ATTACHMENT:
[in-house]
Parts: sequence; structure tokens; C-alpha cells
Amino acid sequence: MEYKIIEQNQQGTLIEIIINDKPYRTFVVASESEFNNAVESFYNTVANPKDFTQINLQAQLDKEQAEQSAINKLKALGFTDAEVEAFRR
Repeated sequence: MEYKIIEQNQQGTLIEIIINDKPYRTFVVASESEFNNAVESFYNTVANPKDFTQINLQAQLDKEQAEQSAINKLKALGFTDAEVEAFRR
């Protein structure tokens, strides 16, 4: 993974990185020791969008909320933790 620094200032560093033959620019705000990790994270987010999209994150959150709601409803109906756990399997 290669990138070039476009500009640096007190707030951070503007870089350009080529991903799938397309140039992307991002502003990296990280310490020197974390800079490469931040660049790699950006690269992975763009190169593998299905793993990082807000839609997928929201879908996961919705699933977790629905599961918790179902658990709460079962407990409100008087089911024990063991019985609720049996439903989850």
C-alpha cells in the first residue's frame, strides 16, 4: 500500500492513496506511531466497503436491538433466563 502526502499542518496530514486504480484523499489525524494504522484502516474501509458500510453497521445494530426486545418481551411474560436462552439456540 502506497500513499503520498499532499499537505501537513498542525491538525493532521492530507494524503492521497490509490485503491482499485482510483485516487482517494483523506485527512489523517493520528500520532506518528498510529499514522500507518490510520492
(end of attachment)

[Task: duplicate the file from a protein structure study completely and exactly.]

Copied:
[in-house]
Parts: sequence; structure tokens; C-alpha cells
Amino acid sequence: MEYKIIEQNQQGTLIEIIINDKPYRTFVVASESEFNNAVESFYNTVANPKDFTQINLQAQLDKEQAEQSAINKLKALGFTDAEVEAFRR
Repeated sequence: MEYKIIEQNQQGTLIEIIINDKPYRTFVVASESEFNNAVESFYNTVANPKDFTQINLQAQLDKEQAEQSAINKLKALGFTDAEVEAFRR
């Protein structure tokens, strides 16, 4: 993974990185020791969008909320933790 620094200032560093033959620019705000990790994270987010999209994150959150709601409803109906756990399997 290669990138070039476009500009640096007190707030951070503007870089350009080529991903799938397309140039992307991002502003990296990280310490020197974390800079490469931040660049790699950006690269992975763009190169593998299905793993990082807000839609997928929201879908996961919705699933977790629905599961918790179902658990709460079962407990409100008087089911024990063991019985609720049996439903989850």
C-alpha cells in the first residue's frame, strides 16, 4: 500500500492513496506511531466497503436491538433466563 502526502499542518496530514486504480484523499489525524494504522484502516474501509458500510453497521445494530426486545418481551411474560436462552439456540 502506497500513499503520498499532499499537505501537513498542525491538525493532521492530507494524503492521497490509490485503491482499485482510483485516487482517494483523506485527512489523517493520528500520532506518528498510529499514522500507518490510520492